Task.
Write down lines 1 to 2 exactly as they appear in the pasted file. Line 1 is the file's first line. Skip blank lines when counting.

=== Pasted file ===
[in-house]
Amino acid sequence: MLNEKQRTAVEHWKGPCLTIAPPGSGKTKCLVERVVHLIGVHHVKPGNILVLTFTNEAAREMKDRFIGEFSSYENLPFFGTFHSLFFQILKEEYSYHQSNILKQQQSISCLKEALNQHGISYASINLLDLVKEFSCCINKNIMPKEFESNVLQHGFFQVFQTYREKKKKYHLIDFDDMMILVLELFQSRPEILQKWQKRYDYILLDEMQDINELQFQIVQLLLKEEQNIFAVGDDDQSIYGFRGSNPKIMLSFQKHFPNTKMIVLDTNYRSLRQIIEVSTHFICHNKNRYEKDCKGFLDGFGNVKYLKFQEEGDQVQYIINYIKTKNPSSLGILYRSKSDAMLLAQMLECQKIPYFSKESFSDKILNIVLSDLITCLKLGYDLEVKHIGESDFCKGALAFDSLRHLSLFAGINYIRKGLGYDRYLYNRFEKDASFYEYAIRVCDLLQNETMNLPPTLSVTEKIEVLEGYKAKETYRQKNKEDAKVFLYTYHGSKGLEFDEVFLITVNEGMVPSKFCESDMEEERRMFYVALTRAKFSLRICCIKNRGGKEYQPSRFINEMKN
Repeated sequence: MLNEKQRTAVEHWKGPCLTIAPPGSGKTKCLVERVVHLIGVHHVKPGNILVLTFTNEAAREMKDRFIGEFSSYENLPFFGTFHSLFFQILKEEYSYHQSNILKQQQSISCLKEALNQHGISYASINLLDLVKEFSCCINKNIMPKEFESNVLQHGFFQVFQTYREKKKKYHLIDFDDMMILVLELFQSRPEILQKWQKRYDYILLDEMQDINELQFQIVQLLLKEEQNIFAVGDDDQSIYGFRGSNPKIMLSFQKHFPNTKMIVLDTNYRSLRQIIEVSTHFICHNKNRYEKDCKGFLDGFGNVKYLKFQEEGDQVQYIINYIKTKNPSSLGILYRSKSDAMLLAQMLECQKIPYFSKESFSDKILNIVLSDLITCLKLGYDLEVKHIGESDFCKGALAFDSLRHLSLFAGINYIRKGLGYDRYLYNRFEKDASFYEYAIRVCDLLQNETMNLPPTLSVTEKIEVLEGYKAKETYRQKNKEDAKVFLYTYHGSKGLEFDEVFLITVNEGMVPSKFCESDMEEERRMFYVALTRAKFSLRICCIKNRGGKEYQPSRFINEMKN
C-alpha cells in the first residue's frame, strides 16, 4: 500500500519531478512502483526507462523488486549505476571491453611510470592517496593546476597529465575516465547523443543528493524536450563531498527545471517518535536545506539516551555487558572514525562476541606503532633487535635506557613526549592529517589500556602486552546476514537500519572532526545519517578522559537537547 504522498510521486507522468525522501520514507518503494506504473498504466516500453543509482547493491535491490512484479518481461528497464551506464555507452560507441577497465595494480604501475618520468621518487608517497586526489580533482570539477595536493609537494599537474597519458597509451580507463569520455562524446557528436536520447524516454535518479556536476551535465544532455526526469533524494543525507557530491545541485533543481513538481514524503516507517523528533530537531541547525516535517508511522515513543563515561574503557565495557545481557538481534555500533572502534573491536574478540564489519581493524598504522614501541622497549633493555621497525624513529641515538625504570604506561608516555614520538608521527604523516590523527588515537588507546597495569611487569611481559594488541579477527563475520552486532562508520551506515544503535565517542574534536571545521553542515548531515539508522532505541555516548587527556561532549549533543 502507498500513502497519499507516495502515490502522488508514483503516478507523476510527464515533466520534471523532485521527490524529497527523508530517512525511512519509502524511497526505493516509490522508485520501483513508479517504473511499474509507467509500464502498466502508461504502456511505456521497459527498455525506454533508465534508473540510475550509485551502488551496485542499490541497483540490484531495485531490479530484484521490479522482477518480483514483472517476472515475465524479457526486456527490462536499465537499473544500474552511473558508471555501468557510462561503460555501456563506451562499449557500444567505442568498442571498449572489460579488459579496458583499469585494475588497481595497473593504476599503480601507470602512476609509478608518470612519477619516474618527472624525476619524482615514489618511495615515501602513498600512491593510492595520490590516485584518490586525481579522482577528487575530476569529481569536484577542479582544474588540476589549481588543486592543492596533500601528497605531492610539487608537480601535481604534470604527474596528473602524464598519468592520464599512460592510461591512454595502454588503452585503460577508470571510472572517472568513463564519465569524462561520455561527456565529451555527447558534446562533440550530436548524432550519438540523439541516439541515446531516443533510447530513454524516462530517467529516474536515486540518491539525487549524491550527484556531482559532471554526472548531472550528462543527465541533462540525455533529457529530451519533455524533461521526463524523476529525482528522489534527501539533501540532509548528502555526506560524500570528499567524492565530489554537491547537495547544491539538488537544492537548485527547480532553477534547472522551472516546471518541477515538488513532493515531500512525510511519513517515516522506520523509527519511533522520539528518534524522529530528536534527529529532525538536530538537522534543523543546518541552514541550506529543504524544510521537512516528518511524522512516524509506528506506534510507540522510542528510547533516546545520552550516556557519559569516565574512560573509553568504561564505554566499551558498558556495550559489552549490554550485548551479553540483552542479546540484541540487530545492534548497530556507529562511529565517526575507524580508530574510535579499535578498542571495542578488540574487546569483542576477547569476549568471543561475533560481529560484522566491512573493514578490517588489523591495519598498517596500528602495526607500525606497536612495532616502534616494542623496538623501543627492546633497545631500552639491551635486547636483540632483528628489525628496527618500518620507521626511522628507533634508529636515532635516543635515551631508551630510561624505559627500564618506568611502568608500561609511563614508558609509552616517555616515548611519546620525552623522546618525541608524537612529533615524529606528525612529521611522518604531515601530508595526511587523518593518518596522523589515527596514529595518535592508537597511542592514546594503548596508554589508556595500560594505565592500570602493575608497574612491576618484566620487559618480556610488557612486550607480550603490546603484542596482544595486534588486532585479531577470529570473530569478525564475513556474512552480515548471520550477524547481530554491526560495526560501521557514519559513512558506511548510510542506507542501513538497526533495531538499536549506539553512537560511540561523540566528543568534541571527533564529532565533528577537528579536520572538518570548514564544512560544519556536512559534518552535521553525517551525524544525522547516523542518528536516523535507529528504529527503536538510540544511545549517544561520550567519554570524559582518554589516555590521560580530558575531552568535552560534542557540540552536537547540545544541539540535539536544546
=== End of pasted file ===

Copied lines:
[in-house]
Amino acid sequence: MLNEKQRTAVEHWKGPCLTIAPPGSGKTKCLVERVVHLIGVHHVKPGNILVLTFTNEAAREMKDRFIGEFSSYENLPFFGTFHSLFFQILKEEYSYHQSNILKQQQSISCLKEALNQHGISYASINLLDLVKEFSCCINKNIMPKEFESNVLQHGFFQVFQTYREKKKKYHLIDFDDMMILVLELFQSRPEILQKWQKRYDYILLDEMQDINELQFQIVQLLLKEEQNIFAVGDDDQSIYGFRGSNPKIMLSFQKHFPNTKMIVLDTNYRSLRQIIEVSTHFICHNKNRYEKDCKGFLDGFGNVKYLKFQEEGDQVQYIINYIKTKNPSSLGILYRSKSDAMLLAQMLECQKIPYFSKESFSDKILNIVLSDLITCLKLGYDLEVKHIGESDFCKGALAFDSLRHLSLFAGINYIRKGLGYDRYLYNRFEKDASFYEYAIRVCDLLQNETMNLPPTLSVTEKIEVLEGYKAKETYRQKNKEDAKVFLYTYHGSKGLEFDEVFLITVNEGMVPSKFCESDMEEERRMFYVALTRAKFSLRICCIKNRGGKEYQPSRFINEMKN